The Enchanted Forest

storyDusk silences the birds of the forest. Moonbeams spear shivering autumn leaves, their twisted bodies spiraling down through the cool air. Strands of curling mist drift between twisted trees and something scurries past the toadstools at my feet. Twinkling lights play tag on the surface of a hidden lochan as gentle music entices the shadows to dance. This is The Enchanted Forest and there is magic in the air.

The Enchanted Forest is Scotland’s premier sound and light show that takes place every autumn in Faskally Wood near Pitlochry. Over several weeks as the sun fades, the forest comes to life in an amazing display of coordinated music, light, water and fire. Here, visitors are drawn into the world of pure escapism that lies deep within us all. It is every fairytale of childhood rolled into one. Such is the all-encompassing fantasy of this place that as I photographed mushroom sculptures changing colour one emitted a sudden puff of smoke that drifted upwards through the trees and a small excited voice piped up out of the darkness, “Look! The fairies have burned the toast!”

A shuttle bus service takes visitors from the centre of Pitlochry on the 10-minute journey to The Enchanted Forest with a recorded narration setting the scene on the way. On arrival, visitors are led to a twinkling forest path that meanders deeper into the woods.

It is a journey of suspense, bewilderment and excitement. Distant lights come into view and ethereal music drifts through the darkness. Then the path descends, curving around a large area of water where fountains shoot skyward, changing colour and dancing in time to the music. Jets of fire emerge from the dark water as if a mysterious dragon might be lurking just below the surface. Costumed characters pass by as the path continues. Inside a yurt, a storyteller weaves pictures with words while a little further a lamp-lit bridge returns voices in strange echoes. Aerial artists swing high in the trees while the amazed onlookers below enjoy a warming cup of mulled wine or hot chocolate in the chill air.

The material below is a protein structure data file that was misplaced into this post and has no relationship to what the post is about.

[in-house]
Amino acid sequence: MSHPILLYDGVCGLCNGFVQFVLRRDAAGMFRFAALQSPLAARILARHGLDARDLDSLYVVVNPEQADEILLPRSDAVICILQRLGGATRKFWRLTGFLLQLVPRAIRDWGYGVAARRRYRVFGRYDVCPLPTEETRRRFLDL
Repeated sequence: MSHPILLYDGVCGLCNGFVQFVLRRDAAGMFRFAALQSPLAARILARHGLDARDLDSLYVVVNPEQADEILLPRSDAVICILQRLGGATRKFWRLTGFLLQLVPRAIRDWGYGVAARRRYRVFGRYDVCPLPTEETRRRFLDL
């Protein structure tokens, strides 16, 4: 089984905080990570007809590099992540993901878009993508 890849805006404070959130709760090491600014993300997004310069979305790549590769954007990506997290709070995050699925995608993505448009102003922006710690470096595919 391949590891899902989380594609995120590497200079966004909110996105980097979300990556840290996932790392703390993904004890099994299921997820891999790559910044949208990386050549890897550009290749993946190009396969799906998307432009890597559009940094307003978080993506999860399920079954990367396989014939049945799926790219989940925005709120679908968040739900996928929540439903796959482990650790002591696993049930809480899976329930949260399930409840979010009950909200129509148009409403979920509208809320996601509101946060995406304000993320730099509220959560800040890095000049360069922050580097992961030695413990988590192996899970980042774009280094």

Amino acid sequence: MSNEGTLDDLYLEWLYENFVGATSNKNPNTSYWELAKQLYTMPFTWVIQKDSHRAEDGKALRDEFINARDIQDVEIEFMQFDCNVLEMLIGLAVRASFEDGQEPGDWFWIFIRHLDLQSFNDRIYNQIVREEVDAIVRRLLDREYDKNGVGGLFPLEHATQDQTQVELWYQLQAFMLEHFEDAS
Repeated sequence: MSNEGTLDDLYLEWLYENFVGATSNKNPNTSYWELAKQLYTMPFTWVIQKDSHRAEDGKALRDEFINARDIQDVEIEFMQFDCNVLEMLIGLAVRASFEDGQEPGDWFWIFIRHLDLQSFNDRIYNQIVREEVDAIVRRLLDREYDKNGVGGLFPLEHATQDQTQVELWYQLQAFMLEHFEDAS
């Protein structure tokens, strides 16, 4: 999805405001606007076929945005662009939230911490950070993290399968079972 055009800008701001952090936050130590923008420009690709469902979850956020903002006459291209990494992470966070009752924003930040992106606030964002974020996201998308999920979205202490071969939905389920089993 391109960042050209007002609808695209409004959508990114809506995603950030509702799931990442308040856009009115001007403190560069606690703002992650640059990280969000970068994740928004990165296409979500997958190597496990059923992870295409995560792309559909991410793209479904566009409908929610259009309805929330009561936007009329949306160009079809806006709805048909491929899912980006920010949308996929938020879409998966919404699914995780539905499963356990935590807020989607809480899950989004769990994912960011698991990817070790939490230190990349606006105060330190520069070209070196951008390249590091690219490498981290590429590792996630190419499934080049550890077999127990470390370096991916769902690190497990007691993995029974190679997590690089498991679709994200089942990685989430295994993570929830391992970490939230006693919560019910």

The walk through The Enchanted Forest takes a very leisurely hour to 90 minutes but there are few – and that includes the adults – who don’t do it all again for a second time before leaving.

Each year the event has a different theme and presents a significant challenge in coming up with an idea that will translate well through the use of water, fire, light and music. The latest theme was Elemental and Derek Allan, producer of the 2014 show, explained the design process.

“When planning the show, the creative team gets together: lighting designers, composers, sound designers and the producer and we brainstorm ideas to come up with a concept. We then research the idea on site, looking at potential places around the forest where equipment could go. Once that is decided we plan the route and create a master map with every single light – there are hundreds – on it.”

With the initial design established the production team then sends the plan to a specialist company that can deliver the technical aspects of the show, refine the proposals and provide accurate costs. The lighting design is of course only one part of the event. Creating the musical score and working alongside the various musicians to record the soundtrack and coordinate it with the various lighting effects is the next stage in the process.

Kate Bonney, Lighting Designer for Elemental, worked closely with the musical director who was responsible for producing the unique soundtracks for the event.